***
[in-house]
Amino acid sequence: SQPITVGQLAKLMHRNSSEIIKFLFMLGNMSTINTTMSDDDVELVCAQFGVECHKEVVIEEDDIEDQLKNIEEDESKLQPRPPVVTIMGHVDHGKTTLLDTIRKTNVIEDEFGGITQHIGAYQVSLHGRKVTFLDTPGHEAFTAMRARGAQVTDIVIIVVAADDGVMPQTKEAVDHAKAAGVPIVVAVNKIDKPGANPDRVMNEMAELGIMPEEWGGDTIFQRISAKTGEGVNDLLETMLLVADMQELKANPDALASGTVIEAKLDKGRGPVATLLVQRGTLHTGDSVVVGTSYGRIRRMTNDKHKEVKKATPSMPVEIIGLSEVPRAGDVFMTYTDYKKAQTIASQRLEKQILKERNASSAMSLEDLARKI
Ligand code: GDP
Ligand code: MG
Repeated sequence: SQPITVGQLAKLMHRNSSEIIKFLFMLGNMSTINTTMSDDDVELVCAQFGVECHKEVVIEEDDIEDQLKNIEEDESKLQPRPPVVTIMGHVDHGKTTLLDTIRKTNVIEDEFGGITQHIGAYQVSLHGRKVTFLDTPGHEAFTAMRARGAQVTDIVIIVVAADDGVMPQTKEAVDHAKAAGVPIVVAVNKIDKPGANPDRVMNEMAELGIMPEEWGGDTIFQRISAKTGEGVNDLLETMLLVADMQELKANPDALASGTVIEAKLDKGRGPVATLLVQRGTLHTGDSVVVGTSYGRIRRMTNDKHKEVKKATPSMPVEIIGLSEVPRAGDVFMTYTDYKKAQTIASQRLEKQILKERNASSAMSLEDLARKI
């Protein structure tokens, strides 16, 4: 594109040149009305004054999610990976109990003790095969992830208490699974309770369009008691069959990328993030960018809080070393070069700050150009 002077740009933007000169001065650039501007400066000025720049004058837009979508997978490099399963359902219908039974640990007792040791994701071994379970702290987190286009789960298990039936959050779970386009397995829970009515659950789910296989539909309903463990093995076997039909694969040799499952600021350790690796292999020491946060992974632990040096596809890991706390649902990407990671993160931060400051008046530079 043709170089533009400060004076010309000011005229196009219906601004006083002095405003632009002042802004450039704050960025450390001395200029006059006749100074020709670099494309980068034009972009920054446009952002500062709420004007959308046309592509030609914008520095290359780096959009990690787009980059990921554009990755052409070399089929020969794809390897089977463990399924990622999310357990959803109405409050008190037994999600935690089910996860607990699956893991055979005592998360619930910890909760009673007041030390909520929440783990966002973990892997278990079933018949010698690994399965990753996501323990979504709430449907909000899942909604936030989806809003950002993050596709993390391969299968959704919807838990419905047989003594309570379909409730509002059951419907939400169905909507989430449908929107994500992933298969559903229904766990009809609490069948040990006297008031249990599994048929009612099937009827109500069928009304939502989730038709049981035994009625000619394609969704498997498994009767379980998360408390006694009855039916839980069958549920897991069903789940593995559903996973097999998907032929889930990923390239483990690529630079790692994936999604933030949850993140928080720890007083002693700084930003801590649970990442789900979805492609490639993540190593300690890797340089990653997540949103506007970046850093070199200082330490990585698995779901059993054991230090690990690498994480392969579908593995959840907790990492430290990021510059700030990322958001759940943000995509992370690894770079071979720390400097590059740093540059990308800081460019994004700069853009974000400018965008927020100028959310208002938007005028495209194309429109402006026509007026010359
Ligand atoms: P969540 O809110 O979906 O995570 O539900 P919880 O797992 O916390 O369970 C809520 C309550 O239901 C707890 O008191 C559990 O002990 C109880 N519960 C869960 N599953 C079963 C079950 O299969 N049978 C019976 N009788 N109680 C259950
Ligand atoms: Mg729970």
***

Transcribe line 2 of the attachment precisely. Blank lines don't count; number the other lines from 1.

Amino acid sequence: SQPITVGQLAKLMHRNSSEIIKFLFMLGNMSTINTTMSDDDVELVCAQFGVECHKEVVIEEDDIEDQLKNIEEDESKLQPRPPVVTIMGHVDHGKTTLLDTIRKTNVIEDEFGGITQHIGAYQVSLHGRKVTFLDTPGHEAFTAMRARGAQVTDIVIIVVAADDGVMPQTKEAVDHAKAAGVPIVVAVNKIDKPGANPDRVMNEMAELGIMPEEWGGDTIFQRISAKTGEGVNDLLETMLLVADMQELKANPDALASGTVIEAKLDKGRGPVATLLVQRGTLHTGDSVVVGTSYGRIRRMTNDKHKEVKKATPSMPVEIIGLSEVPRAGDVFMTYTDYKKAQTIASQRLEKQILKERNASSAMSLEDLARKI